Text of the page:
That is what I put on all the light bulbs before I put them in the socket and use to lubricate the springs in the sockets so they push the contact plate against the bulb bottom with a good force.

    Yes it does come already in the connections of many new and re manufactured electric components for those same reasons.

    The dielectric grease used on the bottom of the GM HEI distributor module is used solely for its thermal transference properties to make the distributor base be a heat sink.

    M1D
    Mr Hill Billy
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    Post by Mr Hill Billy Mon May 26, 2014 4:47 pm

    Dielectric grease[edit]

    Dielectric grease is electrically insulating and does not break down when high voltage is applied. It is often applied to electrical connectors, particularly those containing rubber gaskets, as a means of lubricating and sealing rubber portions of the connector without arcing.

    A common use of dielectric grease is in high-voltage connections associated with gasoline engine spark plugs. The grease is applied to the rubber boot of the plug wire. This helps the rubber boot slide onto the ceramic insulator of the plug. The grease also acts to seal the rubber boot, while at the same time preventing the rubber from becoming stuck to the ceramic. Generally spark plugs are located in areas of high temperature, and the grease is formulated to withstand the temperature range expected. It can be applied to the actual contact as well, because the contact pressure is sufficient to penetrate the grease. Doing so on such high pressure contact surfaces between different metals has the advantage of sealing the contact area against electrolytes that might cause rapid galvanic corrosion.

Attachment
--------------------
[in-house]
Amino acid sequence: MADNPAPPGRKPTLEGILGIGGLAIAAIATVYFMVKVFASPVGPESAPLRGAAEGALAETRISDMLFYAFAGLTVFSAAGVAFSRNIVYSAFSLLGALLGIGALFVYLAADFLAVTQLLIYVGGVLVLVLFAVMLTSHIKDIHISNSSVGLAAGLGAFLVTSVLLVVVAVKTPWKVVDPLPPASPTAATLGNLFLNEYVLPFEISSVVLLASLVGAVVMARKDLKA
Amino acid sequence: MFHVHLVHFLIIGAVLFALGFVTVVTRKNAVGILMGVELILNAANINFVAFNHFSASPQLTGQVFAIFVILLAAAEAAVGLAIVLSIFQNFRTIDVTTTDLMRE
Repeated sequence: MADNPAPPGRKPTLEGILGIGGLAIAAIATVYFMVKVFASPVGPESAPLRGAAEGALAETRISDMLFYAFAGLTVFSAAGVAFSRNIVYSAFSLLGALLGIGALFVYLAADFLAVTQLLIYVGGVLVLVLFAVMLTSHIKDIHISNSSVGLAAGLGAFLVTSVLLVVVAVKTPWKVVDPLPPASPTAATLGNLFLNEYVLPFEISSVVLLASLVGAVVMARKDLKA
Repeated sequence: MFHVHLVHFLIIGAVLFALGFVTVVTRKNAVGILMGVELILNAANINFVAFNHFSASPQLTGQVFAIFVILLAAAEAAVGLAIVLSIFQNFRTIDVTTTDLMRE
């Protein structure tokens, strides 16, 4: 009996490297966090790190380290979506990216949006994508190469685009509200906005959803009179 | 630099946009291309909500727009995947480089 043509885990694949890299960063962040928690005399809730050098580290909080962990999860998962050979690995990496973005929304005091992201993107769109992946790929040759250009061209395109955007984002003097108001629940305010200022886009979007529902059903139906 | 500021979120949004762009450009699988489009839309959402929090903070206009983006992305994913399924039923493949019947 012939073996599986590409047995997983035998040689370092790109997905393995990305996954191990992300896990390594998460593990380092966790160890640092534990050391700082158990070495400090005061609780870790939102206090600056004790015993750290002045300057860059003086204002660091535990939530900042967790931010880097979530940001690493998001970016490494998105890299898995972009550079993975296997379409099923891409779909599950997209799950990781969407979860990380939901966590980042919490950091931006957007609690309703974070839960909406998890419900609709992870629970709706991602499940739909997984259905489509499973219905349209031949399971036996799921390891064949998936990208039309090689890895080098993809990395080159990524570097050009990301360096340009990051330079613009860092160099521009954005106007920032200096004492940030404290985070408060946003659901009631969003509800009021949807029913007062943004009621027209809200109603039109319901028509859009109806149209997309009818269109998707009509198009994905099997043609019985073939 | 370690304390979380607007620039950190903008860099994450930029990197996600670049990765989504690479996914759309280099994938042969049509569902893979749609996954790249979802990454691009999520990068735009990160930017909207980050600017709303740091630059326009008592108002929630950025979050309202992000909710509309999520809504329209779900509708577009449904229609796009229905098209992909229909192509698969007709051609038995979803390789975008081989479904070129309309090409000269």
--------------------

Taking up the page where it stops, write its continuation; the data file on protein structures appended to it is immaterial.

Another common use of dielectric grease is on the rubber mating surfaces or gaskets of multi-pin electrical connectors used in automotive and marine engines. The grease again acts as a lubricant and a sealant on the nonconductive mating surfaces of the connector. It is not recommended to be applied to the actual electrical conductive contacts of the connector because it could interfere with the electrical signals passing through the connector in cases where the contact pressure is very low. Products designed as electronic connector lubricants, on the other hand, should be applied to such connector contacts and can dramatically extend their useful life. Polyphenyl Ether, rather than silicone grease, is the active ingredient in some such connector lubricants.

    Silicone grease should not be applied to (or next to) any switch contact that might experience arcing, as silicone can convert to silicon-carbide under arcing conditions, and accumulation of the silicon-carbide can cause the contacts to prematurely fail. (British Telecom had this problem in the 1970s when silicone Symel® sleeving was used in telephone exchanges. Vapour from the sleeving migrated to relay contacts and the resultant silicon-carbide caused intermittent connection.)


    THERMAL GREASE

    Thermal grease (also called thermal gel, thermal compound, thermal paste, heat paste, heat sink paste, thermal interface material, or heat sink compound) is a viscous fluid substance, originally with properties akin to grease, which increases the thermal conductivity of a thermal interface by filling microscopic air-gaps present due to the imperfectly flat and smooth surfaces of the components; the compound has far greater thermal conductivity than air (but far less than metal). In electronics, it is often used to aid a component's thermal dissipation via a heat sink.